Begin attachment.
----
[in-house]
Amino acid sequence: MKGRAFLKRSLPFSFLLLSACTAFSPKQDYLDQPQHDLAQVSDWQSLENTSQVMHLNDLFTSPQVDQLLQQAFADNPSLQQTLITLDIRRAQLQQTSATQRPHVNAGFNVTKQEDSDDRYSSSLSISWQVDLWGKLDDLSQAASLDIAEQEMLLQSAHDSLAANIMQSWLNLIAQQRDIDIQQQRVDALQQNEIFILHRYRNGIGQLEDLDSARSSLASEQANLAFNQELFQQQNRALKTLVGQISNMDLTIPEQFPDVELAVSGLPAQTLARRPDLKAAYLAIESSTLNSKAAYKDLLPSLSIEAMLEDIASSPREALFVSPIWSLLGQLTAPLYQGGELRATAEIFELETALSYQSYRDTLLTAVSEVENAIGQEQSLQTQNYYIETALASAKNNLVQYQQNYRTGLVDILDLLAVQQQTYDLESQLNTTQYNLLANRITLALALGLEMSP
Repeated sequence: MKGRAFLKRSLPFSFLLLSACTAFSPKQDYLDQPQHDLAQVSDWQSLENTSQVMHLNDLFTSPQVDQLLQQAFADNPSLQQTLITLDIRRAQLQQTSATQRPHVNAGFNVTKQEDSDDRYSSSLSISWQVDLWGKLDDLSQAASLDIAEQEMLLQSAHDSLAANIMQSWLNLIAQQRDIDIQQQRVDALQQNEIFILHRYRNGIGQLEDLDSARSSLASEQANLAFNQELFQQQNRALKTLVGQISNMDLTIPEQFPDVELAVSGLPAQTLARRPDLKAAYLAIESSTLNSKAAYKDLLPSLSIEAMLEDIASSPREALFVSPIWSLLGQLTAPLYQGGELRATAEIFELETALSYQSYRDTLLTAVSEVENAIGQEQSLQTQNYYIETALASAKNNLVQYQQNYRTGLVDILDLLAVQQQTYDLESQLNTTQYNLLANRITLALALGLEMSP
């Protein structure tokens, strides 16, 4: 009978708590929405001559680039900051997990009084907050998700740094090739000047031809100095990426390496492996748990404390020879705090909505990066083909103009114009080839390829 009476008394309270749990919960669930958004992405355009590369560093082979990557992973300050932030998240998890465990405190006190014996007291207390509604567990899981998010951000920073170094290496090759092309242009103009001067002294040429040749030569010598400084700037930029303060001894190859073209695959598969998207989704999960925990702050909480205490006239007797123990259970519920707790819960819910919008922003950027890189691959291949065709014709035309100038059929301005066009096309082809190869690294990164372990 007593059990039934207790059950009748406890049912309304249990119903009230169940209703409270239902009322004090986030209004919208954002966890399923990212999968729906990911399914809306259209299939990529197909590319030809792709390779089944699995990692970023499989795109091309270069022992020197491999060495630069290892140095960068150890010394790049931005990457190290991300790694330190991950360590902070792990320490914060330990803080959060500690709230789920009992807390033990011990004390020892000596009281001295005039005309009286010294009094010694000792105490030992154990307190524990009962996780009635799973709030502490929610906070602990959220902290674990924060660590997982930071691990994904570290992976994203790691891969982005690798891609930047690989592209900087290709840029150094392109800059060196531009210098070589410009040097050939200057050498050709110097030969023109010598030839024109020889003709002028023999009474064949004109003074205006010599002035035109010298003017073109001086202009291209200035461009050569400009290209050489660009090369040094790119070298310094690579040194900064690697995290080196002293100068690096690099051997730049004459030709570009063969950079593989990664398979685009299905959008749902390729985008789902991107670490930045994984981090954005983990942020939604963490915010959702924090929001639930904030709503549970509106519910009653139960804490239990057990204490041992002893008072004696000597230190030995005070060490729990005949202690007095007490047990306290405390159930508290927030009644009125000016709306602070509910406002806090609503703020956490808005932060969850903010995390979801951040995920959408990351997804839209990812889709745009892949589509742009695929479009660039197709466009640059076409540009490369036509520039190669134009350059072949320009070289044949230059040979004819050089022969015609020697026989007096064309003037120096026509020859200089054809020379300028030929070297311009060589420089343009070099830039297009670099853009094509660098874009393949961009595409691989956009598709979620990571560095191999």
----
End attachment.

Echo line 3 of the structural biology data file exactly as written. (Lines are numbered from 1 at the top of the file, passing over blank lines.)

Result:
Repeated sequence: MKGRAFLKRSLPFSFLLLSACTAFSPKQDYLDQPQHDLAQVSDWQSLENTSQVMHLNDLFTSPQVDQLLQQAFADNPSLQQTLITLDIRRAQLQQTSATQRPHVNAGFNVTKQEDSDDRYSSSLSISWQVDLWGKLDDLSQAASLDIAEQEMLLQSAHDSLAANIMQSWLNLIAQQRDIDIQQQRVDALQQNEIFILHRYRNGIGQLEDLDSARSSLASEQANLAFNQELFQQQNRALKTLVGQISNMDLTIPEQFPDVELAVSGLPAQTLARRPDLKAAYLAIESSTLNSKAAYKDLLPSLSIEAMLEDIASSPREALFVSPIWSLLGQLTAPLYQGGELRATAEIFELETALSYQSYRDTLLTAVSEVENAIGQEQSLQTQNYYIETALASAKNNLVQYQQNYRTGLVDILDLLAVQQQTYDLESQLNTTQYNLLANRITLALALGLEMSP